1

If I have a file, foo.py with contents:

import pandas as pd

class Marcher(object):
    def __init__(self, p_path):
        self.p_path = p_path

    p_m = 'ID'

    def first_call(self):
        df_p = pd.read_csv(self.p_path, header=None)
        return df_p

    def p_to_i(self, p):
        pii = p.set_index(self.p_m, drop=False).loc[p[self.p_m]]
        return pii

    m1 = p_to_i(first_call())

What I would like to do with this is something like this:

test = Marcher(p_path='/some/path/to/file.csv')
test.m1

However when I try this I get back an error:

TypeError: first_call() takes exactly 1 argument (0 given)
2

why do you want m1 to be a class member variable? just move the call like this:

def __init__(self, path):
    self.path = path
    self.m1 = self.p_to_i(self.first_call())
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2

The issue is you're trying to call the methods before creating an instance. Take for instance a simple Circle class:

import math

class Circle(object):
    def __init__(self, radius):
        self.radius = radius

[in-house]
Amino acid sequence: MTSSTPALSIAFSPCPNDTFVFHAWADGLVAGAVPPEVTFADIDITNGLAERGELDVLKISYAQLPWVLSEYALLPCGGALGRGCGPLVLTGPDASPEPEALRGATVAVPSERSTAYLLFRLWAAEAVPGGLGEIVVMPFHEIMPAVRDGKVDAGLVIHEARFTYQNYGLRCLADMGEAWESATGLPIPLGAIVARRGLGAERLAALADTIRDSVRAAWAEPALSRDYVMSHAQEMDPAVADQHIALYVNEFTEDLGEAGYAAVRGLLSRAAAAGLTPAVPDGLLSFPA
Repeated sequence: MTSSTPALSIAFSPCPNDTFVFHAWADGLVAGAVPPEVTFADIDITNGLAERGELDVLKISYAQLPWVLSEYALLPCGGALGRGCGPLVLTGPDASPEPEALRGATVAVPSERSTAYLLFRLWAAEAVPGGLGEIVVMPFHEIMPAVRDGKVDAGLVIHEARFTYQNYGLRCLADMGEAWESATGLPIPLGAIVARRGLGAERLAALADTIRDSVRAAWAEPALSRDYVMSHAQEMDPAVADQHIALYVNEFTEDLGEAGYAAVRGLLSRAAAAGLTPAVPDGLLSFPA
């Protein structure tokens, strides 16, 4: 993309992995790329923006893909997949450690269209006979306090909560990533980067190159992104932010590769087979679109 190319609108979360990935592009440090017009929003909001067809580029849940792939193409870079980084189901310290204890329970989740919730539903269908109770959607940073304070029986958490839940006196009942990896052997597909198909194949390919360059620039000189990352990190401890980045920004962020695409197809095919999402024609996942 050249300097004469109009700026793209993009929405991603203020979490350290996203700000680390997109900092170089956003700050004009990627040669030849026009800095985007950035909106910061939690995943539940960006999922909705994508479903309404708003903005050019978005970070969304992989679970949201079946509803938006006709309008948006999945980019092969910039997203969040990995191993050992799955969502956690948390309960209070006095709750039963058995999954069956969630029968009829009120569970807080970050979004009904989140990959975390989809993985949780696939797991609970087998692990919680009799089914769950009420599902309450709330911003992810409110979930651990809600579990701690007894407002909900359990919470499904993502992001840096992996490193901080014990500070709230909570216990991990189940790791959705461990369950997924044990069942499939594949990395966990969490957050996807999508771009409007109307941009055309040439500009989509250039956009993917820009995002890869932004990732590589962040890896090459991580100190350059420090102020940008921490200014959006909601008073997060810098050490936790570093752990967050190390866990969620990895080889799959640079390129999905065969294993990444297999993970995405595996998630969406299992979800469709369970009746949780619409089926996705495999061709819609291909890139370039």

def get_area(self):
        return math.pi * self.radius ** 2
    # You cannot do this because every circle can have a different radius
    # area = get_area()

    # But you can use a property
    @property
    def area(self):
        return self.get_area()

print Circle(2).area
# 12.5663706144
print Circle(10).area
# 314.159265359

Also, sometimes people like to cache property values to avoid re-computing them, that looks something like this:

class Circle(object):
    # ...
    _area = None
    @property area(self):
        if self._area is None:
            self._area = self.get_area()
        return self._area

The downside to this method is that Circle is no longer a dynamic object, you should not update the "radius" attribute once the instance is created because the area is cached and will not get updated.

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